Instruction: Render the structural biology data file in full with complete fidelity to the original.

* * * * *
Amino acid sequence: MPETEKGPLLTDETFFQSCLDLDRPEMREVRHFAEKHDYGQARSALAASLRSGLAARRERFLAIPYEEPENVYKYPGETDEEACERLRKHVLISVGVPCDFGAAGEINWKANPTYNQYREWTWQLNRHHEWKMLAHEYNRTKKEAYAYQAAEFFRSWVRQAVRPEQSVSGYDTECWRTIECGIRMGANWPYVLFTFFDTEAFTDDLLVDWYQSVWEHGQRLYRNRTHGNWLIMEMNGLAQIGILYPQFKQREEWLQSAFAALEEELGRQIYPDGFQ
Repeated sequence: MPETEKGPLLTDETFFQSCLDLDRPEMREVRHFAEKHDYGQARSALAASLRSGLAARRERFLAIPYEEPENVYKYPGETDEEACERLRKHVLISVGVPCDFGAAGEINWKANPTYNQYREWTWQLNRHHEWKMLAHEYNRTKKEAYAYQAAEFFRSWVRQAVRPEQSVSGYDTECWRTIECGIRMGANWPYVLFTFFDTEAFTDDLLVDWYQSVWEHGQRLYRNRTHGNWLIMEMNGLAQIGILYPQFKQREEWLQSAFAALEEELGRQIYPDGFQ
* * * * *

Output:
Amino acid sequence: MPETEKGPLLTDETFFQSCLDLDRPEMREVRHFAEKHDYGQARSALAASLRSGLAARRERFLAIPYEEPENVYKYPGETDEEACERLRKHVLISVGVPCDFGAAGEINWKANPTYNQYREWTWQLNRHHEWKMLAHEYNRTKKEAYAYQAAEFFRSWVRQAVRPEQSVSGYDTECWRTIECGIRMGANWPYVLFTFFDTEAFTDDLLVDWYQSVWEHGQRLYRNRTHGNWLIMEMNGLAQIGILYPQFKQREEWLQSAFAALEEELGRQIYPDGFQ
Repeated sequence: MPETEKGPLLTDETFFQSCLDLDRPEMREVRHFAEKHDYGQARSALAASLRSGLAARRERFLAIPYEEPENVYKYPGETDEEACERLRKHVLISVGVPCDFGAAGEINWKANPTYNQYREWTWQLNRHHEWKMLAHEYNRTKKEAYAYQAAEFFRSWVRQAVRPEQSVSGYDTECWRTIECGIRMGANWPYVLFTFFDTEAFTDDLLVDWYQSVWEHGQRLYRNRTHGNWLIMEMNGLAQIGILYPQFKQREEWLQSAFAALEEELGRQIYPDGFQ